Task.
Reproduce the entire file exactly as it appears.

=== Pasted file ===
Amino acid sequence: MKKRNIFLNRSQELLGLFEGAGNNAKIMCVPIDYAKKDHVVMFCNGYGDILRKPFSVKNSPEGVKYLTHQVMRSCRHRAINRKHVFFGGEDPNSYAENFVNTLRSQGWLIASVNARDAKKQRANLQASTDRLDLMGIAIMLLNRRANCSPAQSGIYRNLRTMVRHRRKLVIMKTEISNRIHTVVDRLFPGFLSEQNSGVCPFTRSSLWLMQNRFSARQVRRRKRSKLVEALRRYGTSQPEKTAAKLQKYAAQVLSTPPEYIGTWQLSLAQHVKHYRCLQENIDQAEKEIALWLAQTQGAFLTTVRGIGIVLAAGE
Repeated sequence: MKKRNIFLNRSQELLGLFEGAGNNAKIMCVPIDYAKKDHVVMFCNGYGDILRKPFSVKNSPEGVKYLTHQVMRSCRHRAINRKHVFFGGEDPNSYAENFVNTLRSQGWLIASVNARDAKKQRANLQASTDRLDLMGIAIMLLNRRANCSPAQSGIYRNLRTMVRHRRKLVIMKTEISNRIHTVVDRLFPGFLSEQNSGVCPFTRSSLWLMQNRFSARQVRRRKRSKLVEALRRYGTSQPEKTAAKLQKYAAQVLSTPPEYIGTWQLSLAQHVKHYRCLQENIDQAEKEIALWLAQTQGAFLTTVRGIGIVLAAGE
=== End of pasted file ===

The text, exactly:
Amino acid sequence: MKKRNIFLNRSQELLGLFEGAGNNAKIMCVPIDYAKKDHVVMFCNGYGDILRKPFSVKNSPEGVKYLTHQVMRSCRHRAINRKHVFFGGEDPNSYAENFVNTLRSQGWLIASVNARDAKKQRANLQASTDRLDLMGIAIMLLNRRANCSPAQSGIYRNLRTMVRHRRKLVIMKTEISNRIHTVVDRLFPGFLSEQNSGVCPFTRSSLWLMQNRFSARQVRRRKRSKLVEALRRYGTSQPEKTAAKLQKYAAQVLSTPPEYIGTWQLSLAQHVKHYRCLQENIDQAEKEIALWLAQTQGAFLTTVRGIGIVLAAGE
Repeated sequence: MKKRNIFLNRSQELLGLFEGAGNNAKIMCVPIDYAKKDHVVMFCNGYGDILRKPFSVKNSPEGVKYLTHQVMRSCRHRAINRKHVFFGGEDPNSYAENFVNTLRSQGWLIASVNARDAKKQRANLQASTDRLDLMGIAIMLLNRRANCSPAQSGIYRNLRTMVRHRRKLVIMKTEISNRIHTVVDRLFPGFLSEQNSGVCPFTRSSLWLMQNRFSARQVRRRKRSKLVEALRRYGTSQPEKTAAKLQKYAAQVLSTPPEYIGTWQLSLAQHVKHYRCLQENIDQAEKEIALWLAQTQGAFLTTVRGIGIVLAAGE